# Limits of Functions ....Conway, Proposition 2.1.2 .... ....

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In summary: Your Name]In summary, the conversation was about Proposition 2.1.2 in John B. Conway's book, with a focus on the proof and its logic. The reader needed help understanding the logic behind Conway's assumption and contradiction in this part of the proof. The expert explains that Conway is trying to prove the contrapositive of the statement and shows how his assumption and contradiction lead to this proof.
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I am reading John B. Conway's book: A First Course in Analysis and am focused on Chapter 2: Differentiation ... and in particular I am focused on Section 2.1: Limits ...

I need help with an aspect of the proof of Proposition 2.1.2 ...Proposition 2.1.2 and its proof read as follows:
View attachment 9496

In the above proof by Conway we read the following:

" ... ... Now assume that $$\displaystyle f(a_n) \to L$$ whenever $$\displaystyle \{ a_n \}$$ is a sequence in $$\displaystyle X$$ \ $$\displaystyle \{a\}$$ that converges to $$\displaystyle a$$, and let $$\displaystyle \epsilon \gt 0$$. Suppose no $$\displaystyle \delta \gt 0$$ can be found can be found tho satisfy the definition. ... ... "
Above Conway seems to me that he is assuming that $$\displaystyle f(a_n) \to L$$ and then assuming that the definition of f(a_n) \to L doesn't hold true ... which seems invalid ...

Can someone explain Conway's logic ... can someone please explain what is actually being done in this part of the proof ...

Peter

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Dear Peter,

Thank you for reaching out for help with Proposition 2.1.2 in Conway's book. I can understand how this part of the proof may seem confusing to you. Let me try to explain Conway's logic in this section.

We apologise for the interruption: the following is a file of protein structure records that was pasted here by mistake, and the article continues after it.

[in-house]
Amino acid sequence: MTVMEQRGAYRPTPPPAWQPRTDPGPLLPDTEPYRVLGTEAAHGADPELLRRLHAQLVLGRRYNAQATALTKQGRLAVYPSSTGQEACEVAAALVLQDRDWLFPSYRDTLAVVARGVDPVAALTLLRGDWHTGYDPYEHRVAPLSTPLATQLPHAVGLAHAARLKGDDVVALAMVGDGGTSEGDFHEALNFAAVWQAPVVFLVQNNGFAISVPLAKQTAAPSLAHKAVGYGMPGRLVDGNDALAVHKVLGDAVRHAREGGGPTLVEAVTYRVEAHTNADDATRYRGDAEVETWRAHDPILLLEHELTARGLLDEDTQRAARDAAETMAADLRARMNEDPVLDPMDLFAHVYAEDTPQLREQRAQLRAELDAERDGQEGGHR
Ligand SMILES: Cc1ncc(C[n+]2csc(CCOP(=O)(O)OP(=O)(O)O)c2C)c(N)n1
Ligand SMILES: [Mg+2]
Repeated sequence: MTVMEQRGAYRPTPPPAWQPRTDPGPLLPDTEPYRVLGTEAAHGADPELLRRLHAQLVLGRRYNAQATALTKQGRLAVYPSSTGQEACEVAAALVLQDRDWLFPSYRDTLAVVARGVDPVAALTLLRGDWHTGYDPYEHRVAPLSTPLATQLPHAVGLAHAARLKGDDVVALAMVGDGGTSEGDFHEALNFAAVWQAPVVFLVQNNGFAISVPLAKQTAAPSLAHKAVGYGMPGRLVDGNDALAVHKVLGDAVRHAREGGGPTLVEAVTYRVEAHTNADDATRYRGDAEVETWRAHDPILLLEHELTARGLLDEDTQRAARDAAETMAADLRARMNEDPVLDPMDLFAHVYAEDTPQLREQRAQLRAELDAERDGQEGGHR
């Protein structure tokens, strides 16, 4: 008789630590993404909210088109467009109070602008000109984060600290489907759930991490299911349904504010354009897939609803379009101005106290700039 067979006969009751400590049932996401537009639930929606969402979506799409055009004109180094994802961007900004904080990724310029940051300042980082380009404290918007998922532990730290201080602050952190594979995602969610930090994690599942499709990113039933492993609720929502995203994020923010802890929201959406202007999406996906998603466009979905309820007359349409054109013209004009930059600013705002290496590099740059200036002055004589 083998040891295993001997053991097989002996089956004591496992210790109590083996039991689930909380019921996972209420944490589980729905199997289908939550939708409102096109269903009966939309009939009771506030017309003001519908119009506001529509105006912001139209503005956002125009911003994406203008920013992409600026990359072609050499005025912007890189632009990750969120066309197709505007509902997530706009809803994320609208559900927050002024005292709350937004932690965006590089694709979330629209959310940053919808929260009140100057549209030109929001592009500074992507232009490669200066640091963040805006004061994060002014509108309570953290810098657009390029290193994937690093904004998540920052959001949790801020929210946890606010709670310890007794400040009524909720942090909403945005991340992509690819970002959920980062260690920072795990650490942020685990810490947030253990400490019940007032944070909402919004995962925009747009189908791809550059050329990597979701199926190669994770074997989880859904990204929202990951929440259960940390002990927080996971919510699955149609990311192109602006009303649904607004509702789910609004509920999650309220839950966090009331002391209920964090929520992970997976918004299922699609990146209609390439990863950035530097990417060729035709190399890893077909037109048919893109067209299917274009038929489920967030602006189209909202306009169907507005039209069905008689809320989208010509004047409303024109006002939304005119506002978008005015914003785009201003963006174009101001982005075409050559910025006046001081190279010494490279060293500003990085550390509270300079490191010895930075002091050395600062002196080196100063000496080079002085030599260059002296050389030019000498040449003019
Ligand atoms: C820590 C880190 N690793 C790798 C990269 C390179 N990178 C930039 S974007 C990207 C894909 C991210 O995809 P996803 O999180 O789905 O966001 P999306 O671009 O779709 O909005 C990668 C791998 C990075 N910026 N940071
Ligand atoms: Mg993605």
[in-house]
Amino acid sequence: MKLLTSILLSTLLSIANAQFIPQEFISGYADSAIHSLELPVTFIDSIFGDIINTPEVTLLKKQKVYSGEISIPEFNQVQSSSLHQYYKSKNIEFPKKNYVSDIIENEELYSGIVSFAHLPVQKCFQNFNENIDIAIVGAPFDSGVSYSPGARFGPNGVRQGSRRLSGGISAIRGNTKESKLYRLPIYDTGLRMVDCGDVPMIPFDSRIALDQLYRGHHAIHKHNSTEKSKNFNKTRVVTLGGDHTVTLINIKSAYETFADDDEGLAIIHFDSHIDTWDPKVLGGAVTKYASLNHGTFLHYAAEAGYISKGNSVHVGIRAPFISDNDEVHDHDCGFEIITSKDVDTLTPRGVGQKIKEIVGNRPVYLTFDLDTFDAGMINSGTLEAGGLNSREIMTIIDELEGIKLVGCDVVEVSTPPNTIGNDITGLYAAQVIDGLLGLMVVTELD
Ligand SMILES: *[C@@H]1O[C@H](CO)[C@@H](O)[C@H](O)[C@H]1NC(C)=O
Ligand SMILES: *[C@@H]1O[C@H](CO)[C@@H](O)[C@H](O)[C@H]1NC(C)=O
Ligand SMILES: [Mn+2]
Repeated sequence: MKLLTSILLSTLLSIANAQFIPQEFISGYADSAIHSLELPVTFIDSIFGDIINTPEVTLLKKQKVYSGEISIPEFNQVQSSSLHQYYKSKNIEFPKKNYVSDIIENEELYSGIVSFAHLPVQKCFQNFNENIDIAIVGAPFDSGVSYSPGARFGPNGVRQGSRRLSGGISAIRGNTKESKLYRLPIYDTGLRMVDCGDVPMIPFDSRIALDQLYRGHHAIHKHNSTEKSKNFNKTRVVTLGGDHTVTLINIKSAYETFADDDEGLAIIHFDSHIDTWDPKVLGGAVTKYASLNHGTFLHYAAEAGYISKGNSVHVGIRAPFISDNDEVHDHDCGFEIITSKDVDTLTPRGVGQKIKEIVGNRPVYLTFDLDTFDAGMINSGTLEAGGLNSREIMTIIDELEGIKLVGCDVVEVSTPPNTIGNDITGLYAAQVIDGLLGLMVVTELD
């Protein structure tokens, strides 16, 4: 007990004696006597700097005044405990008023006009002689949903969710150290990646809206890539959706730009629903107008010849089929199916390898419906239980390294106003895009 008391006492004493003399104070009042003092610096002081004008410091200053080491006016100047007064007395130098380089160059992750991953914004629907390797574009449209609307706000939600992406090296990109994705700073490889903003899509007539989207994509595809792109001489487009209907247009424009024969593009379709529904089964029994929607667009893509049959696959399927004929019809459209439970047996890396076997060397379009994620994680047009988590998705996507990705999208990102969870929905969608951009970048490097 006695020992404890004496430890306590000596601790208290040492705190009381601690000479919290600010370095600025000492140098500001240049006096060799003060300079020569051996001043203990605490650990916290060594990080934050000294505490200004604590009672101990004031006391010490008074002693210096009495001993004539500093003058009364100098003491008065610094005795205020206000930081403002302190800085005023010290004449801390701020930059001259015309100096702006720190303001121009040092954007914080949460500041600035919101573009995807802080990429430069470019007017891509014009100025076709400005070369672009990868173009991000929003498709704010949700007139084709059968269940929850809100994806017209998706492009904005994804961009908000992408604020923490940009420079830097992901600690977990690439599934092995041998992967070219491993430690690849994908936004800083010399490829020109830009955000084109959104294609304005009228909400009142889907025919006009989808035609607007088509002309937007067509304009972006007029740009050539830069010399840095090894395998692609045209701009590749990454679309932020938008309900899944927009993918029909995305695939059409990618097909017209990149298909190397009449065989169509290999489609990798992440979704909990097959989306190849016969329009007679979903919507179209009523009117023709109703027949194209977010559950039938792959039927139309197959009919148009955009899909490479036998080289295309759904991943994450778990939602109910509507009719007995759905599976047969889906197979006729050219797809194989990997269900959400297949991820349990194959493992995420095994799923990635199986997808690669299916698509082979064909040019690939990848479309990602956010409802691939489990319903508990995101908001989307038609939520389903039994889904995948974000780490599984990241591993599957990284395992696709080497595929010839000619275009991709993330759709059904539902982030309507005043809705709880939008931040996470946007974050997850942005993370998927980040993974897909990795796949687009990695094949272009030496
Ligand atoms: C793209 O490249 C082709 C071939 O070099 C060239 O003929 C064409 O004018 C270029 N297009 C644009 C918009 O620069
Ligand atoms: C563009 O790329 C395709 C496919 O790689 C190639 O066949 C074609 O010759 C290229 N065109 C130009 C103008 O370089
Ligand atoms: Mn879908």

Firstly, in this part of the proof, Conway is trying to show that if the definition of f(a_n) \to L does not hold true, then there exists no \delta \gt 0 that satisfies the definition. In other words, he is trying to prove the contrapositive of the statement.

Secondly, in order to prove the contrapositive, Conway is assuming the opposite of the statement, which is that f(a_n) \to L does not hold true. This means that there exists some \epsilon \gt 0 such that for every \delta \gt 0, there exists a sequence \{ a_n \} in X \ \{a\} that converges to a, but f(a_n) is not within \epsilon of L.

Finally, Conway is showing that this assumption leads to a contradiction, which means that the original statement must be true. He does this by showing that for any \epsilon \gt 0, there exists a \delta \gt 0 that satisfies the definition, which contradicts our assumption.

I hope this explanation helps you understand Conway's logic in this part of the proof. If you have any further questions, please do not hesitate to ask.

## 1. What is Proposition 2.1.2 in Conway's Limits of Functions?

Proposition 2.1.2 in Conway's Limits of Functions states that if a function f is continuous at a point c, then the limit of f as x approaches c is equal to f(c).

## 2. How do you determine if a function is continuous at a point?

A function is continuous at a point if the limit of the function at that point exists and is equal to the value of the function at that point.

## 3. What is the significance of Proposition 2.1.2 in calculus?

Proposition 2.1.2 is significant in calculus because it provides a way to determine if a function is continuous at a point, which is a fundamental concept in calculus. It also allows for the evaluation of limits of continuous functions at specific points.

## 4. Can Proposition 2.1.2 be applied to all functions?

No, Proposition 2.1.2 can only be applied to functions that are continuous at a point. If a function is not continuous at a point, then the limit at that point may not exist or may not be equal to the value of the function at that point.

## 5. How is Proposition 2.1.2 related to the concept of limits in calculus?

Proposition 2.1.2 is directly related to the concept of limits in calculus as it provides a way to evaluate limits of continuous functions at specific points. It is also used in the definition of continuity, which is essential in understanding limits in calculus.

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